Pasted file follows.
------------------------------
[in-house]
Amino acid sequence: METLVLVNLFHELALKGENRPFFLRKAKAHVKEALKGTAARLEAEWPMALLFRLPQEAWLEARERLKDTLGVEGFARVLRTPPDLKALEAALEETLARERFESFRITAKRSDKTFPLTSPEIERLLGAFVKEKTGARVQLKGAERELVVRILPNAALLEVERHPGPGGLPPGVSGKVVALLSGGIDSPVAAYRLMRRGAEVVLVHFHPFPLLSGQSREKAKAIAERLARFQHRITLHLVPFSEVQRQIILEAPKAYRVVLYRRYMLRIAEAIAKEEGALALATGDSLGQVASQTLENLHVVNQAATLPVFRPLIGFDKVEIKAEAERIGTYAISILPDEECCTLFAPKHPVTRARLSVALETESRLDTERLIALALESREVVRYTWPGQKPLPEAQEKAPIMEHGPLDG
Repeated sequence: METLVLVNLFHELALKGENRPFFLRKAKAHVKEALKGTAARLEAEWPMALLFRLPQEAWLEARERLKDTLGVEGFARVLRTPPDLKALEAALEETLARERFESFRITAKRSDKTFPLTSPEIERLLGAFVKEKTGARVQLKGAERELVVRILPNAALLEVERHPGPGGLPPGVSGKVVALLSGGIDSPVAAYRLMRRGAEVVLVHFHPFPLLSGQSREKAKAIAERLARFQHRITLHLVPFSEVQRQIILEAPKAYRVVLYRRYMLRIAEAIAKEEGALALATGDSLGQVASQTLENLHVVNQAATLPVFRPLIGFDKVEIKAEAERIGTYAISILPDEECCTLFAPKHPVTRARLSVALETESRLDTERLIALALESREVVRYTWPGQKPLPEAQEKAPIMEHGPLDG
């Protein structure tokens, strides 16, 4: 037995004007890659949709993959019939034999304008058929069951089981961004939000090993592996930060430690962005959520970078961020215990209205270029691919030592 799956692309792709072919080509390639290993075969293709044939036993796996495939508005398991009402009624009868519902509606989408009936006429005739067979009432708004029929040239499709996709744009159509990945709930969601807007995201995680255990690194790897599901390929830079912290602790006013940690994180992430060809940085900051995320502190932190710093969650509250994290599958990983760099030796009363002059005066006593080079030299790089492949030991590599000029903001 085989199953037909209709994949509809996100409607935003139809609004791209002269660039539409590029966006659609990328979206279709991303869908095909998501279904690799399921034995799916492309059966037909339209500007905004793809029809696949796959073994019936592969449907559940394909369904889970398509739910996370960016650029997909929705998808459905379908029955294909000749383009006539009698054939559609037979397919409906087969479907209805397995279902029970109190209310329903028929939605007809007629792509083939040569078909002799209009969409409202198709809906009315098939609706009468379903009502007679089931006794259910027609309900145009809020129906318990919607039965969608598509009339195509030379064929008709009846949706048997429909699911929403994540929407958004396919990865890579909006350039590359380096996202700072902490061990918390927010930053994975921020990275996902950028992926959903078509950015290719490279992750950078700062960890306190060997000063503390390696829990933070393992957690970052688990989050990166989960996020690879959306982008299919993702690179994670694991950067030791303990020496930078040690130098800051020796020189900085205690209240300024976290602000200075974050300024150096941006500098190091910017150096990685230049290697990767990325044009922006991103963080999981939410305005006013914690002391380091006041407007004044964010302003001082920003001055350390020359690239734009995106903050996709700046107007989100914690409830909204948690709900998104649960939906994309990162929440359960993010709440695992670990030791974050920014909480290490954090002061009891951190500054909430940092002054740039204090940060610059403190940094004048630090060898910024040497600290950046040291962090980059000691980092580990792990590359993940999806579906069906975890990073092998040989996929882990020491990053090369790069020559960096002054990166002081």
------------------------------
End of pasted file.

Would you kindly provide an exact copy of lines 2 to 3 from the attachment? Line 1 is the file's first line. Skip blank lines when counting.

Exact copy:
Amino acid sequence: METLVLVNLFHELALKGENRPFFLRKAKAHVKEALKGTAARLEAEWPMALLFRLPQEAWLEARERLKDTLGVEGFARVLRTPPDLKALEAALEETLARERFESFRITAKRSDKTFPLTSPEIERLLGAFVKEKTGARVQLKGAERELVVRILPNAALLEVERHPGPGGLPPGVSGKVVALLSGGIDSPVAAYRLMRRGAEVVLVHFHPFPLLSGQSREKAKAIAERLARFQHRITLHLVPFSEVQRQIILEAPKAYRVVLYRRYMLRIAEAIAKEEGALALATGDSLGQVASQTLENLHVVNQAATLPVFRPLIGFDKVEIKAEAERIGTYAISILPDEECCTLFAPKHPVTRARLSVALETESRLDTERLIALALESREVVRYTWPGQKPLPEAQEKAPIMEHGPLDG
Repeated sequence: METLVLVNLFHELALKGENRPFFLRKAKAHVKEALKGTAARLEAEWPMALLFRLPQEAWLEARERLKDTLGVEGFARVLRTPPDLKALEAALEETLARERFESFRITAKRSDKTFPLTSPEIERLLGAFVKEKTGARVQLKGAERELVVRILPNAALLEVERHPGPGGLPPGVSGKVVALLSGGIDSPVAAYRLMRRGAEVVLVHFHPFPLLSGQSREKAKAIAERLARFQHRITLHLVPFSEVQRQIILEAPKAYRVVLYRRYMLRIAEAIAKEEGALALATGDSLGQVASQTLENLHVVNQAATLPVFRPLIGFDKVEIKAEAERIGTYAISILPDEECCTLFAPKHPVTRARLSVALETESRLDTERLIALALESREVVRYTWPGQKPLPEAQEKAPIMEHGPLDG